Fun escape to pre-WWII England and the early high fashion world. Back before glossy fashion magazines, catalogs, on line clothes viewing and even stores with high end outfits in different sizes like Neiman-Marcus or Saks Fifth Avenue, purchasers viewed the clothes on living models. (It appears there are no life like mannequins in this world either.) These models had glamorous lives on the outside, but a really tough road on the inside. For one thing, their job often involved standing for HOURS w [...]
This is fun: teenager gets a job as a model (but it's 1939) The entertaining bit is that being a model turns out to be grinding hard work and not much better than slavery - chief problems: sore feet, lack of food and no rest breaks. Even more entertaining, the other models are refreshingly bitchy. I have no idea if Noel Streatfeild (Scarlett is a pseudonym) ever worked as a model but she certainly knew some vicious women if these were based on real life. The downside for me was that the 'new gir [...]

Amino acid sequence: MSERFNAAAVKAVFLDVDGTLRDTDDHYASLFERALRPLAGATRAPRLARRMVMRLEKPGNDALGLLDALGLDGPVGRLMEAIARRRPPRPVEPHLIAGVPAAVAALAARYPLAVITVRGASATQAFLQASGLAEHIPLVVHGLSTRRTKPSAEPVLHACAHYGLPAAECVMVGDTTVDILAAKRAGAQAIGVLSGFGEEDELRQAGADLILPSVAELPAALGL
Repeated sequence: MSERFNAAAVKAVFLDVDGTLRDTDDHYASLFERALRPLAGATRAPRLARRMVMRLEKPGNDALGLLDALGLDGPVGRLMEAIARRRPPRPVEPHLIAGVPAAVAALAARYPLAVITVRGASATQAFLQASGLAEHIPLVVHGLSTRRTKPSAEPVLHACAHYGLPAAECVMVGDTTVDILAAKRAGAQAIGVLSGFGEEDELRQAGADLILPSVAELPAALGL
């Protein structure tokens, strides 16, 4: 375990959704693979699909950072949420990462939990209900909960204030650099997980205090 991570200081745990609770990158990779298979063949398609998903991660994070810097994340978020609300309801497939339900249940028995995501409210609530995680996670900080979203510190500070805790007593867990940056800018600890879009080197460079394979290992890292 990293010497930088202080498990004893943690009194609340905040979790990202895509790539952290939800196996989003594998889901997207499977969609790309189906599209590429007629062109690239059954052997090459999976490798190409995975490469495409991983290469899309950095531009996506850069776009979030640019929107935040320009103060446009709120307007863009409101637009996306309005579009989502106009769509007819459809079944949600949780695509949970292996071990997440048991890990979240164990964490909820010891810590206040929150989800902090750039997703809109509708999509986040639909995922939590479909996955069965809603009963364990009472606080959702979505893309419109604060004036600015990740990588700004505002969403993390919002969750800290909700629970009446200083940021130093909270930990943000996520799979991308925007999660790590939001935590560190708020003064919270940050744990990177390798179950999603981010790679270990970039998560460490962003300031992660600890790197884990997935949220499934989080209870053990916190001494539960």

I do like Noel Streatfeild but I get the feeling that she recycles the same characters or at least types of characters in every book she wrote. In some cases this works better than in others. This was an interesting look at the fashion industry in the 1920s and it was good light fluffy reading so I really can't complain.
Charming, and an absolute must for fans of Noel Streatfield's "Ballet Shoes". It also tells us that the modelling industry (before it evolved into an actual entity) or mannequin work, has always been jealous business! On a completely unrelated note, I'm seriously considering naming my vintage dressmaker's dummy after the fashion house - Bertna.